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Sulawesi Landslides Death Toll Reaches 68

Indonesian rescuers search for survivors after a landslide in Gowa on January 25, 2019, after heavy rains and strong winds pounded the southern part of Sulawesi island, swelling rivers that burst their banks and inundating dozens of communities in nine southern districts. - Floods and landslides in Indonesia have now killed at least 59 people, the government said on January 25 after heavy rain pounded Sulawesi island and forced thousands to flee their homes. (Photo by Anis ADRIS / AFP)

The death toll of the floods and landslides that hit the island of Sulawesi has reached 68 and thousands have been forced to flee their homes, an official said on Saturday, January 26.

Some 6,700 people in 14 districts have been evacuated and are now living in shelters, schools, tents or mosques.

The number of the evacuees has doubled from Friday after the disaster mitigation officials managed to get access to previously isolated districts and update the figures.

Six people are still declared missing after the disaster.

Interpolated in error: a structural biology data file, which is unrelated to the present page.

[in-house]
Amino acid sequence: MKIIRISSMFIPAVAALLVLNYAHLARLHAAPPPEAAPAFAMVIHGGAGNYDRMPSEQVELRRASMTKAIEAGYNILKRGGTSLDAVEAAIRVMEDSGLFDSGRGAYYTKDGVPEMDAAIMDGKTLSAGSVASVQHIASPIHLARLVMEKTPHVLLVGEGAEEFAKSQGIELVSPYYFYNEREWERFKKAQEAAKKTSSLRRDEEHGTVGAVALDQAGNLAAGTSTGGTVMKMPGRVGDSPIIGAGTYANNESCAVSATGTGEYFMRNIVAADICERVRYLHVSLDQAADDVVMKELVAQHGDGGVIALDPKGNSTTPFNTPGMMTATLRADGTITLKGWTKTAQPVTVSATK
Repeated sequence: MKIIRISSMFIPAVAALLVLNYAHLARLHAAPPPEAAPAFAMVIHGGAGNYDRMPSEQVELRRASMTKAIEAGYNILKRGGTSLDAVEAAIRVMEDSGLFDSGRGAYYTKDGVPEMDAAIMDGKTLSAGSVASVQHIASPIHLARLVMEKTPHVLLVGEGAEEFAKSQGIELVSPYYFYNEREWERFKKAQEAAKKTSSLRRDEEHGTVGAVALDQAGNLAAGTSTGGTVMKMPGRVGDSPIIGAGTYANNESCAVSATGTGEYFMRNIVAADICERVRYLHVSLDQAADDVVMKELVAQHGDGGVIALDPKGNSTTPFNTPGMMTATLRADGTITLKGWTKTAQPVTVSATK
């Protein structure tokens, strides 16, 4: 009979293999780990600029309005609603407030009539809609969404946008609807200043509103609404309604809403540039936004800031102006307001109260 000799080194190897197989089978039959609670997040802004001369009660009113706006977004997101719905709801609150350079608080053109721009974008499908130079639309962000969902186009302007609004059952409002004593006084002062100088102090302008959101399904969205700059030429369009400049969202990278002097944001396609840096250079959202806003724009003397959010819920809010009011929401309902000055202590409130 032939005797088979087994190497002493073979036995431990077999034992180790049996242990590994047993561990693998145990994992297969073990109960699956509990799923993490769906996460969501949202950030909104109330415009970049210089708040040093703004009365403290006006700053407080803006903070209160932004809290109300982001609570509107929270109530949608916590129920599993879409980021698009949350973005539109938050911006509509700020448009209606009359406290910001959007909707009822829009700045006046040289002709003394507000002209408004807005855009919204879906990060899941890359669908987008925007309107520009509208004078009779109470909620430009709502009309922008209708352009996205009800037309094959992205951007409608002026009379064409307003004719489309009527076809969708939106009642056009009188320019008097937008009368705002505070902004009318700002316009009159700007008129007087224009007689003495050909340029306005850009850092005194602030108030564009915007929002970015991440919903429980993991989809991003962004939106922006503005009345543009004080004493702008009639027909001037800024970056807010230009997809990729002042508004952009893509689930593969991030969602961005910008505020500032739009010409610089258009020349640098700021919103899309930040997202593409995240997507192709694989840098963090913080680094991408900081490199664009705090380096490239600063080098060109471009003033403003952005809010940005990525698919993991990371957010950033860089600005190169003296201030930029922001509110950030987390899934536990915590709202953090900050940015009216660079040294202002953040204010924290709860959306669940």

“Many evacuees have started to go home and clean up their house because the rain is no longer intense today,” head of local disaster mitigation agency Syamsibar said on Saturday.

Gowa district was the worst hit with at least 45 people found dead.

The local government has set up public kitchens and emergency medical clinics for the displaced people and aid has started pouring into the affected districts, Syamsibar said.

Water has started to recede and access to transportation has slowly returned to normal.

Landslides and floods are common in Indonesia, especially during the monsoon season between October and April, when rains lash the vast Southeast Asian archipelago.

Last year, flash floods and landslides killed at least 22 people in several districts across Sumatra island, while a dozen died when an avalanche of mud and rock cascaded down a steep slope in central Java, Indonesia’s main island.

Source: Channel News Asia

Photo: Anis ADRIS / AFP

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